Prone Ventilation in Critical Care: A Practical Guidance

Prone ventilation in patients with ARDS improves oxygenation and has been shown to improve mortality; especially if implemented early in the ventilatory deterioration. It is the only hypoxemic rescue intervention with evidence base for mortality improvement. It is postulated that proning improves gas exchange in a multifactorial fashion including ventilation of the anatomically largest part of each lung & removal of the cardiac compression of the left lung.

Indications for prone ventilation:

  1. Hypoxemic patients with ARDS

    Worsening hypoxemia despite implementation of ventilator-based recruitment via I:E ratio reversal and PEEP optimization. The evidence base suggests a PF ratio of <140mmHg as a trigger for implementation.

  1. Other patients may be suitable, and ultimately, it is a decision of the consultant after discussion with the nursing staff.

Precautions & relative contraindications for prone ventilation

  • Unstable spinal injuries
  • Raised ICP
  • Multiple trauma
  • Intestinal ischemia/ intra-abdominal hypertension.
  • Cardiopulmonary resuscitation or defibrillation required

Things to get ready prior to turning

  • Use a water/air mattress and flat pillow.
  • Arrange any physiotherapy, line changes, x-rays, etc. before turning, if necessary.
  • Adequate number & size of pillows and head support are available
  • Ensure airway trolley is present and appropriate airway and ventilation equipment is available (ETT, laryngoscope. bag and mask, emergency intubation drugs, etc.)
  • Attach closed suction circuit
  • Ensure ETT, all lines & drains are taped securely & disconnect all non-essential lines. Chest drains should be moved before the patient is turned
  • Close patient’s eyes, pad eyes and tape lids
  • Stop NG feeds and aspirate NG tube
  • Ensure patient is adequately sedated and/or paralyzed as needed.
  • Disconnect ECG leads at the last moment.
  • Assemble staff: at least four people to turn & one to manage the head & airway

Practical aspect: The turning process

  • Ensure a doctor with airway skills is available when turning (in case re-intubation is required).
  • Establish a coordinator who will decide the most appropriate side to turn the patient.
  • The doctor or a senior nurse should manage the patient’s airway.
  • All commands will come from the nurse/doctor at the patient’s airway.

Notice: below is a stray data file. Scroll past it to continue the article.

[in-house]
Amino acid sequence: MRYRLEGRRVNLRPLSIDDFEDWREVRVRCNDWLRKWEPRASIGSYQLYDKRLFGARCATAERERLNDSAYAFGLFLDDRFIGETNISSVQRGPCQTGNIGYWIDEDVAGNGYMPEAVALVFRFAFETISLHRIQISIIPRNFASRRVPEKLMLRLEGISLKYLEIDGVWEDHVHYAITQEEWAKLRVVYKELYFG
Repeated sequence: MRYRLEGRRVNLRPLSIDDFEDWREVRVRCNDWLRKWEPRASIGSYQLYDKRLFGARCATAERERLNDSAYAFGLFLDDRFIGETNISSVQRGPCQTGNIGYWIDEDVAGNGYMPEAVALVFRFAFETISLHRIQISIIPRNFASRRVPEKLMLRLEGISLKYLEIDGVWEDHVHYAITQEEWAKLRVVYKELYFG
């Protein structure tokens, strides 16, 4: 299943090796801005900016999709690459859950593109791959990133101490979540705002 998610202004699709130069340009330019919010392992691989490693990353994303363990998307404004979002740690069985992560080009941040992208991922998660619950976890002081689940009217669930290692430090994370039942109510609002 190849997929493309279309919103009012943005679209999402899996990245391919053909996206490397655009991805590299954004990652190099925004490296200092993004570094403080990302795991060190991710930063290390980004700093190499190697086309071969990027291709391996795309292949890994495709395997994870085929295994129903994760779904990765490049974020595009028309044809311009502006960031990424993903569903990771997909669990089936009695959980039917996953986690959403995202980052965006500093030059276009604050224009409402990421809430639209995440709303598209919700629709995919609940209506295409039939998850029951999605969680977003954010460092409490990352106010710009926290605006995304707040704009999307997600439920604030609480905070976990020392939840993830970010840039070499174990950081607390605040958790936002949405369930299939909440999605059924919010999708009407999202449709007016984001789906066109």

• Place a pillow on the patients’ chest, and another on their pelvis. Place a clean sheet on top of these, aligned to the sheet that the patient is laying on it.
  • Roll the edges of the top and bottom sheet together towards the patient, keeping the roll flat to the mattress and as close as possible to the patient.
  • The patient is turned slowly onto their abdomen. This may require several stages for complex patients.
  • Ideally, arm, leg and neck are placed in the “crawl” position (both to the same side)
  • After turning, a flat pillow or support can be placed under the patients head for comfort and pressure relief, ensuring there is no pressure on the ventilator tubing.

Once in the prone position

  • Reconnect all monitoring equipment (ECG, SpO2, BP) and lines.
  • Position bed reverse Trendelenburg (foot down) at 30 degrees to prevent facial oedema.
  • Protect eyes from pressure injury.
  • Recommence feed.
  • Check ABG after 30 minutes.
  • Move arm, leg and neck position to the other side 4-6 hourly.
  • If there is an improvement leave prone for the maximum length of time stated by the medical team.

Returning to the supine position from prone position

Repeat the procedure for the turning process.

How long you should continue prone positioning

About 60-70% of patients show an improvement in oxygenation when placed prone. Some are early responders (less than 30 minutes to show an improvement in PaO2) and some are late responders

It is not uncommon for the patient to transiently worsen following the turn. This is likely due to changes in pulmonary blood flow and secretion mobilization. The situation usually improves within 2 hours.

Recent studies have shown improvement up to 17 hours with prone ventilation. The duration of proning shown be dictated by the individual patient’s response but should ideally be less than 20 hours.

If there is no response to prone ventilation after 4-6 hours, consider placing supine again Failure of PaCO2 levels to fall following proning is a poor prognostic sign.

Mnemonic to remember…PRONE….

  • Pillows & 2 bed sheets
  • Review unnecessary lines/tubes
  • Oxygenation rescue (Bain, ETT)
  • NG should be aspirated
  • Eye pads